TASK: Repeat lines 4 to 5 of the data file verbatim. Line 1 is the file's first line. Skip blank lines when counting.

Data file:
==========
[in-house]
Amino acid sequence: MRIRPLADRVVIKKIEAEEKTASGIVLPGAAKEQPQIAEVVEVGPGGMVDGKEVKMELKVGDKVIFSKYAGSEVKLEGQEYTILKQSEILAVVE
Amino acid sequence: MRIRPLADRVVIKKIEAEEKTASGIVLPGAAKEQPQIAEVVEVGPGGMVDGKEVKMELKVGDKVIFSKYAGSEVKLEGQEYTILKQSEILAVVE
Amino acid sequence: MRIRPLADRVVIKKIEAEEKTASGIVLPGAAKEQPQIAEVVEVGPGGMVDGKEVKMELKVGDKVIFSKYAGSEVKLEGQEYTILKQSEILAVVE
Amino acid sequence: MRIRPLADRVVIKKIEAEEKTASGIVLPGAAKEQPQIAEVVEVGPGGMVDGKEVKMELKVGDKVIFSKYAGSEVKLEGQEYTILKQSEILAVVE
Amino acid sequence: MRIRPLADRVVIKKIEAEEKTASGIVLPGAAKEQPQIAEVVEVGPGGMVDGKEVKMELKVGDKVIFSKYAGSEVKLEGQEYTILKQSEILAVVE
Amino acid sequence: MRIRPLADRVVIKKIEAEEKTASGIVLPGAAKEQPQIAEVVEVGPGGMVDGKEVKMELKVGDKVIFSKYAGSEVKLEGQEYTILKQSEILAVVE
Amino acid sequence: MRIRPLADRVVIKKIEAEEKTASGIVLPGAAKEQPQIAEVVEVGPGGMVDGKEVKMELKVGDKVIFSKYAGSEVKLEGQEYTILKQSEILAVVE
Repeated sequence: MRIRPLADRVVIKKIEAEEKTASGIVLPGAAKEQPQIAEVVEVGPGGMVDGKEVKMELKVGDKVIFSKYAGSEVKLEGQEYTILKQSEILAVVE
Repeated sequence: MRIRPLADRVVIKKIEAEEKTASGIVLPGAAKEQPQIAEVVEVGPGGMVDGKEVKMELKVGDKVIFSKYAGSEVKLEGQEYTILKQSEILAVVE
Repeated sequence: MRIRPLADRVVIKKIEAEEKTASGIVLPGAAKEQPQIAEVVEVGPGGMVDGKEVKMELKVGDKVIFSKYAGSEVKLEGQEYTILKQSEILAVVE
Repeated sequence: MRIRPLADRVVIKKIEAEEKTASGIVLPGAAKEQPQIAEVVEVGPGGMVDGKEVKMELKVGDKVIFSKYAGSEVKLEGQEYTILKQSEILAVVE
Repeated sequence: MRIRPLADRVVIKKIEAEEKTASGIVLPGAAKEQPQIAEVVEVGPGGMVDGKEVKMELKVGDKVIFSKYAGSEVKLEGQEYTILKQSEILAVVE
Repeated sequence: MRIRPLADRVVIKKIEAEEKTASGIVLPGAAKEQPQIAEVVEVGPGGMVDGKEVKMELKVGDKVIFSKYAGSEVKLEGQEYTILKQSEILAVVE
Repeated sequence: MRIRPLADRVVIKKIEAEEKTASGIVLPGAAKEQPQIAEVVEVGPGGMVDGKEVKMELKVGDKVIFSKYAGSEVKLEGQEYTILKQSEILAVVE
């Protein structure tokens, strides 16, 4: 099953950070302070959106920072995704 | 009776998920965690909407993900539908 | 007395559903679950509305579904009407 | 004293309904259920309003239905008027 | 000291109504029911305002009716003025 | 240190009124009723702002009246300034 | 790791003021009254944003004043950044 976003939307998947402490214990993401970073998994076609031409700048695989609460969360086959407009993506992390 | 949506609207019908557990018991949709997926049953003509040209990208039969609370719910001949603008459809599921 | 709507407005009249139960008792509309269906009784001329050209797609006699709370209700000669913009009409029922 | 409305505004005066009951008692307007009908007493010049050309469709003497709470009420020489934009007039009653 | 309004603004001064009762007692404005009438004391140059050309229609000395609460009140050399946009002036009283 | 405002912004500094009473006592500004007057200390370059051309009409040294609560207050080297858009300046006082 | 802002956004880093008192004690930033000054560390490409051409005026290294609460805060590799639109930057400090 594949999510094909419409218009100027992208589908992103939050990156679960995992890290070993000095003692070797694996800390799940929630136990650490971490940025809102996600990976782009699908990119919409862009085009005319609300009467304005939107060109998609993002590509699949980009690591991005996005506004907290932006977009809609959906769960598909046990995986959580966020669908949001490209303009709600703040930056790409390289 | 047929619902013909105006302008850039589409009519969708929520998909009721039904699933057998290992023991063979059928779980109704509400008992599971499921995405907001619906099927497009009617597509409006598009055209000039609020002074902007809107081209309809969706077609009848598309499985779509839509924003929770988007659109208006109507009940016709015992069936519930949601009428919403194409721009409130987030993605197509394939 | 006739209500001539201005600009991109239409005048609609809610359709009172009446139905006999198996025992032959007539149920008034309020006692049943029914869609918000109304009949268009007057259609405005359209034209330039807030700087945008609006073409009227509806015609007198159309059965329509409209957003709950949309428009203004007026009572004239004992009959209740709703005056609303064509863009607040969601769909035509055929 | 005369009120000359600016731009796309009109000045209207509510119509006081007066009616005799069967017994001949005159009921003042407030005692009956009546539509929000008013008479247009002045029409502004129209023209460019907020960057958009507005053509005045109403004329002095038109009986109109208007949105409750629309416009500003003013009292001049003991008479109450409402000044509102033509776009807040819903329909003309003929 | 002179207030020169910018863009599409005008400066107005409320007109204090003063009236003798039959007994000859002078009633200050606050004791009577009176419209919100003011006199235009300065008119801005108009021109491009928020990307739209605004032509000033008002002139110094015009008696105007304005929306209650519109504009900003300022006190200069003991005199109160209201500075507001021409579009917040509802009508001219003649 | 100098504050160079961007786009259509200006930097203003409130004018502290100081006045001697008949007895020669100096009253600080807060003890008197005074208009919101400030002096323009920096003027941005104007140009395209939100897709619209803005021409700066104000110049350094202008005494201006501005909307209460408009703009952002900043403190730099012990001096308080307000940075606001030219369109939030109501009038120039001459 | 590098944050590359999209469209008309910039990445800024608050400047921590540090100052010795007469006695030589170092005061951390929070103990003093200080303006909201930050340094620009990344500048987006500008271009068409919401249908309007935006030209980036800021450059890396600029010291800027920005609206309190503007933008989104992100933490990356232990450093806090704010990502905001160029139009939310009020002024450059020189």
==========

Amino acid sequence: MRIRPLADRVVIKKIEAEEKTASGIVLPGAAKEQPQIAEVVEVGPGGMVDGKEVKMELKVGDKVIFSKYAGSEVKLEGQEYTILKQSEILAVVE
Amino acid sequence: MRIRPLADRVVIKKIEAEEKTASGIVLPGAAKEQPQIAEVVEVGPGGMVDGKEVKMELKVGDKVIFSKYAGSEVKLEGQEYTILKQSEILAVVE